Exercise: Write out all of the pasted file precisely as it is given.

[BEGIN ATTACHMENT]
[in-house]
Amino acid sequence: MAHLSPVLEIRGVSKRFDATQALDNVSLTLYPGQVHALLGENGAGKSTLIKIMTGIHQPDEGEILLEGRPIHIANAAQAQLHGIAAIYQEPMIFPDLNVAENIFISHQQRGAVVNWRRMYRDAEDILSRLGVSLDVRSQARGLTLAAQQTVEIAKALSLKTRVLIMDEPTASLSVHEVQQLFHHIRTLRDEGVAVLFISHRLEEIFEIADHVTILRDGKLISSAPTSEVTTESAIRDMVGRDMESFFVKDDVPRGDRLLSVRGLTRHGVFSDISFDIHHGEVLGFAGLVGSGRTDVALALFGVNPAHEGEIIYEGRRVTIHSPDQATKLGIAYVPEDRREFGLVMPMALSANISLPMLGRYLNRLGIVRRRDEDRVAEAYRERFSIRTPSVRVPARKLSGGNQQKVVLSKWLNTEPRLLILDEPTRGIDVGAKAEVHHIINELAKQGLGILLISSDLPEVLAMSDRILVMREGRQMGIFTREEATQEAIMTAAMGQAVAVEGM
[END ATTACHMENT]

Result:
[in-house]
Amino acid sequence: MAHLSPVLEIRGVSKRFDATQALDNVSLTLYPGQVHALLGENGAGKSTLIKIMTGIHQPDEGEILLEGRPIHIANAAQAQLHGIAAIYQEPMIFPDLNVAENIFISHQQRGAVVNWRRMYRDAEDILSRLGVSLDVRSQARGLTLAAQQTVEIAKALSLKTRVLIMDEPTASLSVHEVQQLFHHIRTLRDEGVAVLFISHRLEEIFEIADHVTILRDGKLISSAPTSEVTTESAIRDMVGRDMESFFVKDDVPRGDRLLSVRGLTRHGVFSDISFDIHHGEVLGFAGLVGSGRTDVALALFGVNPAHEGEIIYEGRRVTIHSPDQATKLGIAYVPEDRREFGLVMPMALSANISLPMLGRYLNRLGIVRRRDEDRVAEAYRERFSIRTPSVRVPARKLSGGNQQKVVLSKWLNTEPRLLILDEPTRGIDVGAKAEVHHIINELAKQGLGILLISSDLPEVLAMSDRILVMREGRQMGIFTREEATQEAIMTAAMGQAVAVEGM